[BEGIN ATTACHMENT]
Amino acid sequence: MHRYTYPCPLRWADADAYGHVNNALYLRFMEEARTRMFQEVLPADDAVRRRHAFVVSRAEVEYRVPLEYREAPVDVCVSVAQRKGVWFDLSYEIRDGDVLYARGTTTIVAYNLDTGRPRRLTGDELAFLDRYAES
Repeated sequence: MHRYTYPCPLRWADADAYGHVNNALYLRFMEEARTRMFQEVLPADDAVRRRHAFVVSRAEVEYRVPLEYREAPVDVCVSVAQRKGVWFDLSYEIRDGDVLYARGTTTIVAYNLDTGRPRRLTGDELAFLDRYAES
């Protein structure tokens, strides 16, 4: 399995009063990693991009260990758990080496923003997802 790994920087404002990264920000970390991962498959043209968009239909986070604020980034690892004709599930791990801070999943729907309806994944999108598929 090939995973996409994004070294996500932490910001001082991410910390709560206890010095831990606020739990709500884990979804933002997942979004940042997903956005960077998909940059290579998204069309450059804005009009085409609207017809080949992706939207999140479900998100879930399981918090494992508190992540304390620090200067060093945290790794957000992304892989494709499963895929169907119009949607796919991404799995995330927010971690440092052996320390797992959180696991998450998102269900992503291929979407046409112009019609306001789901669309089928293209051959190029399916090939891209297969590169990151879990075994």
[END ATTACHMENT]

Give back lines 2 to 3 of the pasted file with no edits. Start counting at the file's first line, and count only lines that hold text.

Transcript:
Repeated sequence: MHRYTYPCPLRWADADAYGHVNNALYLRFMEEARTRMFQEVLPADDAVRRRHAFVVSRAEVEYRVPLEYREAPVDVCVSVAQRKGVWFDLSYEIRDGDVLYARGTTTIVAYNLDTGRPRRLTGDELAFLDRYAES
């Protein structure tokens, strides 16, 4: 399995009063990693991009260990758990080496923003997802 790994920087404002990264920000970390991962498959043209968009239909986070604020980034690892004709599930791990801070999943729907309806994944999108598929 090939995973996409994004070294996500932490910001001082991410910390709560206890010095831990606020739990709500884990979804933002997942979004940042997903956005960077998909940059290579998204069309450059804005009009085409609207017809080949992706939207999140479900998100879930399981918090494992508190992540304390620090200067060093945290790794957000992304892989494709499963895929169907119009949607796919991404799995995330927010971690440092052996320390797992959180696991998450998102269900992503291929979407046409112009019609306001789901669309089928293209051959190029399916090939891209297969590169990151879990075994």